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English Composition 1

Organizing and Developing a Persuasive Essay

Every essay you write for the course, and much of the writing you do outside of the course, has the purpose of persuading readers. Even if you are writing an interpretation of a painting or a story, you have to persuade readers that you have a good interpretation.

Just as someone building a house needs to establish the framework early in the construction process, you need to establish the framework of an essay early in the writing process. For an essay, that framework is comprised of the thesis statement and the topic sentences. Together, these elements will help you organize an essay effectively.

Most persuasive essays tend to follow the same pattern of organization, a pattern that helps writers present convincing arguments.

This pattern of organization for persuasive essays is illustrated below. Understanding this pattern is important. You will need to understand and use this pattern of organization to help you write strong essays.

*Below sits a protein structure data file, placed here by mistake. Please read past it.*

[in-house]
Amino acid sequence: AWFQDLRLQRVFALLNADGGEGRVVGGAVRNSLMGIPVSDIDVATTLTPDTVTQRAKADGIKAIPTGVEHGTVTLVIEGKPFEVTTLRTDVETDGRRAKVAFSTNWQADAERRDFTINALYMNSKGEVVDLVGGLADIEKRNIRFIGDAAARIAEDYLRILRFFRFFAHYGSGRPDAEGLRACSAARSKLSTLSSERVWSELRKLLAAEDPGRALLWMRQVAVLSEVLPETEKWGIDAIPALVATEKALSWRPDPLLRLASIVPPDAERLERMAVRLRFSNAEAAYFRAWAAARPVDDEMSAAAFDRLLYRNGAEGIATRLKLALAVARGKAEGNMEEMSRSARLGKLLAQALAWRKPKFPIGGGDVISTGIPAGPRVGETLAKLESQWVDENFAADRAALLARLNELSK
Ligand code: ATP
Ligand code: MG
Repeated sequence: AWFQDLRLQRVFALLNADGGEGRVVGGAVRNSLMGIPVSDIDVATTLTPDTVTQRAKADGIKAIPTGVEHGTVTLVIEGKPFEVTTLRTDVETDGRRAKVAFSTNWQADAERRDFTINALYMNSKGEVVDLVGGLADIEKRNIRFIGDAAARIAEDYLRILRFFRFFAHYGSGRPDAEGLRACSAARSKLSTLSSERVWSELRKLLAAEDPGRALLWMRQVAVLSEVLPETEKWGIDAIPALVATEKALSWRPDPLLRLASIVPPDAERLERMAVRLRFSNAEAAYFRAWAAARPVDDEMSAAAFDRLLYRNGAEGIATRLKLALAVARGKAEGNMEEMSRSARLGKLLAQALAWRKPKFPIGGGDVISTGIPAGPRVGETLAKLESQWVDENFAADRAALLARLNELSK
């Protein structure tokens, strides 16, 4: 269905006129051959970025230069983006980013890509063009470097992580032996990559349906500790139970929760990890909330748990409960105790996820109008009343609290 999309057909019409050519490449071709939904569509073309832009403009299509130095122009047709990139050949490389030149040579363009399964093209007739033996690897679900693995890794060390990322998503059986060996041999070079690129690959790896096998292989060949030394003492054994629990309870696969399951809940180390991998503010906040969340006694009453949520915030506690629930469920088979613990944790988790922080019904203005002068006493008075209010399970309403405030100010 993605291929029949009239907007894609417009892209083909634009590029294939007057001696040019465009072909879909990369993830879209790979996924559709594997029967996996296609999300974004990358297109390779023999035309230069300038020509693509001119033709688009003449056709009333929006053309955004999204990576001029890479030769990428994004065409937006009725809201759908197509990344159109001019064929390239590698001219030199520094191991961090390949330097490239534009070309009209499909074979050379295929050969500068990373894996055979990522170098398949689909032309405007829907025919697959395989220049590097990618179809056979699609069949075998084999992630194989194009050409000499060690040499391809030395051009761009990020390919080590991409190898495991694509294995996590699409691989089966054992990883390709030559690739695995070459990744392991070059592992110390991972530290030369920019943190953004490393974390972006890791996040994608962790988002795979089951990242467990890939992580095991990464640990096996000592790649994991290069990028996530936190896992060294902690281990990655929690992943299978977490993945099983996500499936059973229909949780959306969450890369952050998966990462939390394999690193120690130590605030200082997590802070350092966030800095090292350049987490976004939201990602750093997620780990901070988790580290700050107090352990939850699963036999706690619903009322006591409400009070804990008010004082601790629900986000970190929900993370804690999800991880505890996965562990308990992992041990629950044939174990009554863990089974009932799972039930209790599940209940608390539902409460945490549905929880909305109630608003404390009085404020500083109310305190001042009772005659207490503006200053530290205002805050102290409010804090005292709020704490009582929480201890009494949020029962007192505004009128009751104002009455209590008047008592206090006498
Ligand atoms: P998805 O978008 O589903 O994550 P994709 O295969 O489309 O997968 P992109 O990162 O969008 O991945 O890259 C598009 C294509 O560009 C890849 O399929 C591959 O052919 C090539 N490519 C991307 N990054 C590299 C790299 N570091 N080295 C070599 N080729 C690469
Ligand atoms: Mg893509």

The thesis statement should present, in just one sentence and usually at the end of the introduction, all of the main points that you develop in the body of the essay. You should formulate the thesis statement from the main points presented in the topic sentences of body paragraphs. 
Each body paragraph of the essay should begin with a topic sentence that presents the main claim or claims that you will prove in the paragraph.
  
In the rest of the paragraph, you should use specific facts to support and develop the main claim or claims of the topic sentence. The topic sentence should give you a purpose in the paragraph: to prove a point.  
   
Avoid beginning a paragraph with a fact. Facts, by definition, are true; they do not need to be proved. Instead, give yourself something to prove from the beginning of the paragraph, and stay focused on proving that claim or claims in the rest of the paragraph. 
You should include a restatement of the thesis, usually at the beginning of the conclusion. In the rest of the conclusion, make readers think about the importance of what you have explained in the essay. 

This page was last updated on July 25, 2006. Copyright Randy Rambo, 2006.